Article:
Would You

Book review by
Stephanie Dunnewind, Common Sense Media
Would You Book Poster Image
Poignant story about a car accident's aftermath.

Parents say

age 14+
Based on 1 review

Kids say

age 13+
Based on 4 reviews

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A lot or a little?

The parents' guide to what's in this book.

Positive Messages

The teens discuss eating a baby (part of a game) at a restaurant table, prompting a nearby customer to call their behavior appalling. Teens trespass to swim in backyard pools, and then lie to police about where they've been. Natalie calls the older women in her aqua aerobics class "my regular fatties." Teens sunbathe wearing SPF 4 "screw-you-ozone" sunscreen. Natalie and her friends dismiss the idea of a "life mate," saying, "All you have to do is look at any of our parents to know what a pointless concept that is." The teens discuss their various ideas regarding heaven and hell, including one's opinion that there is no God. Friends support each other through rough times.


A teen girl is hit by a car when she walks out into the street crying. Natalie imagines smashing her hand through the window, "scarlet blood pouring out." Teens discuss the horrors of the Crusades, the Holocaust, Sept. 11, and plagues. One asks, "How about if you were 16 . . . and they raped you . . . and then they raped your mother and burned everything else. And they said they were doing God's business."


A girl asks a boy, "Like you wouldn't let someone out of jail for a blow job?" There is a reference to Claire having had sex with her boyfriend. A girl hooks up with a boy but he says it was "one-time only." One boy says his heaven would include lap dancers, and then when another says his heaven would be a bookstore, asks, "How are you ever going to get laid?" One note left at a memorial to Claire says the writer wishes they'd had sex. Natalie kisses the boy she likes.


"Hell," "t-ts," "blow job," "effing," "crap," "pissy," "s--t," "damn," and "whore" (as an insult).


The teens spend a lot of time in a restaurant where their friend works, plus a few name-brand products such as Post-it notes.

Drinking, Drugs & Smoking

A group of teens drink whiskey; the main character later throws up.

What parents need to know

Parents need to know that this novel deals with a teen getting hit by a car and ending up in a coma, and how this impacts her family. The topic of death is handled sensitively and realistically, but it may disturb some readers. Characters talk like real teens, which means some cursing and irreverent discussions. Teens trespass to swim in backyard swimming pools (presented as a fun thrill); there are brief mentions of teen sex (in a committed relationship); and alcohol use by teens.

User Reviews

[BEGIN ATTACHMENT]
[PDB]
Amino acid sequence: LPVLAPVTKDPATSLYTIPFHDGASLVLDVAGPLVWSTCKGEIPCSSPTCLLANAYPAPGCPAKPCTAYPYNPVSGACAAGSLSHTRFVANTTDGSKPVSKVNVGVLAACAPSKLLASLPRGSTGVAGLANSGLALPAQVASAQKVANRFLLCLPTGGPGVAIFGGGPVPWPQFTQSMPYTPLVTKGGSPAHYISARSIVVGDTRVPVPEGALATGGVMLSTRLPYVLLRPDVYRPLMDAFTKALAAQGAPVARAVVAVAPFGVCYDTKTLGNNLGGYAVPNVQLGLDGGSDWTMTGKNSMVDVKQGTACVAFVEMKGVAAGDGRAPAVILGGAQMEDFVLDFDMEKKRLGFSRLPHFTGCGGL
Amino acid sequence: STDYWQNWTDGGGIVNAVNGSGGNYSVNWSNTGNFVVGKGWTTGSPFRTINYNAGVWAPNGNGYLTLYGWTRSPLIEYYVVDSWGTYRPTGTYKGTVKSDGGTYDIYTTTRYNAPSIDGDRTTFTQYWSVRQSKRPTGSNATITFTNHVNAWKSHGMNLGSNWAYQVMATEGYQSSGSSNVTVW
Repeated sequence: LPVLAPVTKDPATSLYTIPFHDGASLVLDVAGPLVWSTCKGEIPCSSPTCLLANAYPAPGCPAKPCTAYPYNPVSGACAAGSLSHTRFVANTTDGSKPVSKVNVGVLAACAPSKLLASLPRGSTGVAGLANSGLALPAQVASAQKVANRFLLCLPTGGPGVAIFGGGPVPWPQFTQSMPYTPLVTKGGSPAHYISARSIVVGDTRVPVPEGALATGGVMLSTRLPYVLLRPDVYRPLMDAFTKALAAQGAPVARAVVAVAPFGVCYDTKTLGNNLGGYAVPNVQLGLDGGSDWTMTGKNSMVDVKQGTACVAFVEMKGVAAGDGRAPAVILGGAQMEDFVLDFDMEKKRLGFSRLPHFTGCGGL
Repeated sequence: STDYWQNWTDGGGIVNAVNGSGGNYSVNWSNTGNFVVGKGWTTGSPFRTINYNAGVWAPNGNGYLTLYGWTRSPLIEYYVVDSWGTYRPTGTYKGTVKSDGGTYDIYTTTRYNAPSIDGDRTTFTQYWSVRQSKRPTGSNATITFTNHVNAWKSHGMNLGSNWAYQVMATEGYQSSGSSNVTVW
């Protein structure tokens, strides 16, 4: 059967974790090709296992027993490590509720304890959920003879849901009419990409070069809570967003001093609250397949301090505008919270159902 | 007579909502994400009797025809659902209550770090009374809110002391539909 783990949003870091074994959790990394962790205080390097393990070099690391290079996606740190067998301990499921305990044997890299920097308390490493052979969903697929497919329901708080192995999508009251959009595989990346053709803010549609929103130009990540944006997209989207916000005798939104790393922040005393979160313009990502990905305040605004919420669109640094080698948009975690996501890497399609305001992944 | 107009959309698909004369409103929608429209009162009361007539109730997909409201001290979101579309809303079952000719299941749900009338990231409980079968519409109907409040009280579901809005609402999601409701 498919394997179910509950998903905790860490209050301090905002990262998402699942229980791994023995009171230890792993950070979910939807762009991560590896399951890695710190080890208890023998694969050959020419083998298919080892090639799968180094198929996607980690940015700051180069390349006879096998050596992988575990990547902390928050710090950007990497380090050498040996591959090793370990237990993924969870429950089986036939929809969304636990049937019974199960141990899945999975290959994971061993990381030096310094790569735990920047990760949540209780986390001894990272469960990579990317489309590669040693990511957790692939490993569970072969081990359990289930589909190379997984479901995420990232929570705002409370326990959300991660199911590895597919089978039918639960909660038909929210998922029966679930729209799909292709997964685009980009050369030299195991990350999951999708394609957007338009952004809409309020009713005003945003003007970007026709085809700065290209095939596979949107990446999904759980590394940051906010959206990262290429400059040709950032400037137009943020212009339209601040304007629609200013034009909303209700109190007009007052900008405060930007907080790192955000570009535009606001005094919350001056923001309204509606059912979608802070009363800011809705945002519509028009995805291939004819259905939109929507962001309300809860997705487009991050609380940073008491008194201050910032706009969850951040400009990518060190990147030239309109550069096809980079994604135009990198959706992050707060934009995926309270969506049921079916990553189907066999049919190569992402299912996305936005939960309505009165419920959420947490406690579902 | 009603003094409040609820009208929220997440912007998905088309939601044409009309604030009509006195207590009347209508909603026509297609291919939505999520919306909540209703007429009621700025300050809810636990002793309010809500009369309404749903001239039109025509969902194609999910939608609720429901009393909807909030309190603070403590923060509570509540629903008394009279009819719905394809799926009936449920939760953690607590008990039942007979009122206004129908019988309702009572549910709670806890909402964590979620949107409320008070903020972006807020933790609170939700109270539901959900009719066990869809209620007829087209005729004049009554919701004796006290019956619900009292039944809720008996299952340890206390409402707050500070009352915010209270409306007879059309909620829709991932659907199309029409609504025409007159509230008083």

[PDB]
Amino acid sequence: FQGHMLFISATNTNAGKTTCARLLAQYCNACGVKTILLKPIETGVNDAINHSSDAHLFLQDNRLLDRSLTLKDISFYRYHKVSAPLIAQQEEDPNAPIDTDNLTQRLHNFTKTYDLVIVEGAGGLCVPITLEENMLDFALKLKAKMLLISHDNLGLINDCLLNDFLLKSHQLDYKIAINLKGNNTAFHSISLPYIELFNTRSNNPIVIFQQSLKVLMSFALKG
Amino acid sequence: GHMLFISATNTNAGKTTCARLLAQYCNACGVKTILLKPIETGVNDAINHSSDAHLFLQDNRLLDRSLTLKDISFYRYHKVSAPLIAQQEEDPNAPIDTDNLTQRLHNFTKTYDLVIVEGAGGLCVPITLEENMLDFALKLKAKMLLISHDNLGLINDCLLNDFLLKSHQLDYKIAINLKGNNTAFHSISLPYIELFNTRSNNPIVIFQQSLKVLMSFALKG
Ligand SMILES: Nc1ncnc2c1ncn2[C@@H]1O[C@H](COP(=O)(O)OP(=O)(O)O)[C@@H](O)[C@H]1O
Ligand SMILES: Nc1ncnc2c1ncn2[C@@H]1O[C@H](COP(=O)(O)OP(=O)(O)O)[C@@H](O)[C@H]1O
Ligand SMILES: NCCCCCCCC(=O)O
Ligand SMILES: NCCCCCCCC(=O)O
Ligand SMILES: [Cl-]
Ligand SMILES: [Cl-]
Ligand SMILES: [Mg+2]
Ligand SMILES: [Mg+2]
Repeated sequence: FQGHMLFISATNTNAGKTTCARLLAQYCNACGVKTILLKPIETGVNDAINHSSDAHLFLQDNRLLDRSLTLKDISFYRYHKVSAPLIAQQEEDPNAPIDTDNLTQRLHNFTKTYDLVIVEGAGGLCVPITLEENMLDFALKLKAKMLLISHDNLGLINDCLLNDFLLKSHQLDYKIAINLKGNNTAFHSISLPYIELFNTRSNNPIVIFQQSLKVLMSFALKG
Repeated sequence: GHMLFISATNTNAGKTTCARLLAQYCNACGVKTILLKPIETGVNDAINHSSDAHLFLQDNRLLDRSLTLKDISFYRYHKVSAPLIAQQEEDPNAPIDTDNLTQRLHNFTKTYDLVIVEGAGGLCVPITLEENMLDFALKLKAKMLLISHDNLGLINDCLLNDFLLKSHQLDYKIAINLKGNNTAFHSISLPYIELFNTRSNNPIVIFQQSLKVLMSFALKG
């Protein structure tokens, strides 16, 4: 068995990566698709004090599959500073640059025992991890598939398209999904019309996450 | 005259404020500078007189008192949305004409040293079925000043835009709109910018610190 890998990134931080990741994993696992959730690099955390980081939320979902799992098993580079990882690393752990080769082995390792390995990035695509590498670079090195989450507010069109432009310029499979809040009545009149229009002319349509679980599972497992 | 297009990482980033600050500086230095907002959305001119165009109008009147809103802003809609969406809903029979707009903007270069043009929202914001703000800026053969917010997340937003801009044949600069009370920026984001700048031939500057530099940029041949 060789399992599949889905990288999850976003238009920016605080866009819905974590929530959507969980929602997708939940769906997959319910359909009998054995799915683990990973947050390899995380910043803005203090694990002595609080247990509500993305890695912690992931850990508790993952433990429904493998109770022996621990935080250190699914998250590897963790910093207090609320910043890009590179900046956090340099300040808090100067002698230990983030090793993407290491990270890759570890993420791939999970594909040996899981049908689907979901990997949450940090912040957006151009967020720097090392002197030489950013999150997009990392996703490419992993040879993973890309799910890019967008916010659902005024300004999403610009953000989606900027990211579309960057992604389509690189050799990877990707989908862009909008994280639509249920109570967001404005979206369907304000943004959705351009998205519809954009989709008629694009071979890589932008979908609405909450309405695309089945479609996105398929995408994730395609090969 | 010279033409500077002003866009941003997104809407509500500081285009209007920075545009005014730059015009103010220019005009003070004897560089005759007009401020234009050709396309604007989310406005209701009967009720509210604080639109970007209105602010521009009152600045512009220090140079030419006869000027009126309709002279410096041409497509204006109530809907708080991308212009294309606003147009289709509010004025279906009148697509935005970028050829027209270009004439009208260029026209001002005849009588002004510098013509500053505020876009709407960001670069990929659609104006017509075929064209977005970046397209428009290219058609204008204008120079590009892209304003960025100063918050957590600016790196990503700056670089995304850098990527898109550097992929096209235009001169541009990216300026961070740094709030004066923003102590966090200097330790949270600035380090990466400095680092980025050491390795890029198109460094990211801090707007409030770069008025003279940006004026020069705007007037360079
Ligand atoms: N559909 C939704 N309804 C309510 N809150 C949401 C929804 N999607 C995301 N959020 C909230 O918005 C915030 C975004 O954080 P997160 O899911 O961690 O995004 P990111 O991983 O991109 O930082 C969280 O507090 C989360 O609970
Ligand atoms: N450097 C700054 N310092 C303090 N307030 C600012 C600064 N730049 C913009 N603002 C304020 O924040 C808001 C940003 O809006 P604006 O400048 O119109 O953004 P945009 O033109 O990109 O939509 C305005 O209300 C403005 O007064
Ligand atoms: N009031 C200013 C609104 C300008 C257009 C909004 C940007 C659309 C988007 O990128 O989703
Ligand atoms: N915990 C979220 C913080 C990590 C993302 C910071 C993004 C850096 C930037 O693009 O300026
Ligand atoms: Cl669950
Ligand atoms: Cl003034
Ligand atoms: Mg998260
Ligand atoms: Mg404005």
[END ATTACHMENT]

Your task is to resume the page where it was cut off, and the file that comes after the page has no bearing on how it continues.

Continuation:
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Teen, 14 years old Written byLexie Allen October 24, 2011

Watch Your Language!!

Awesome Book, But watch the language!!
Teen, 14 years old Written byTeenBookReviews May 14, 2011

It's perfect for teens 13-16 years of age.

It was a really good book and it's a good way to see how somebody deals with death in a family.

What's the story?

Natalie plans to spend the summer working as a lifeguard, hanging out with her friends, and preparing to miss her idolized older sister, Claire, who is leaving for college. But everything normal suddenly ends when a car accident leaves Claire hospitalized in a coma. Natalie wonders how she can cope, when the person she most wants for support is her big sis.
The \"would you\" game Natalie plays with her friends -- asking questions like \"Would you rather lose all your hair or all your teeth?\" -- turns somber: \"Would you rather just die, or be alive and seriously brain damaged?\"

Is it any good?

It's easy to be deceived by this slim novel, either by appearance (a light read, divided by subtitles into brief vignettes) or by subject (a depressing story about death). It is, in fact, neither light nor depressing, but heartbreakingly realistic, with devastating insight into how one teen endures a tragedy. Eleventh-grader Natalie and her friends are believable teens, with true-to-life dialog and situations (as Natalie notes about her friend, who works at their hang-out restaurant, "It bites to wait on your friends.").

The author never veers into saccharine or falls for easy solutions. She finds exactly the right note even at the end, which isn't happy or sad: It just is what it is. "If you stick a hopeful ending on there, it'll be a total lie," Natalie says. There's no message about drunk or irresponsible driving; it's a pure accident on all accounts, despite the family's wish for someone to blame. Natalie's engaging narration (the private room at the hospital is "really just the Bad Effing News Room") helps her -- and the readers -- bear the unbearable. As she tells her comatose sister, "Even fathers break. It started with you, Claire, the one broken person. But there is never only one broken person."

Talk to your kids about ...

  • Families can talk about some of the heavy topics presented here, including organ donation and making end-of-life decisions. If families have not tried the "would you" game, it makes for interesting dinnertime conversation, as each person around the table poses a moral (or gross-out) dilemma (for example: "Would you rather eat a rat with the fur still on or eat sewage straight from the pipe?"). As the book explains, "The point is to have options that are not options."

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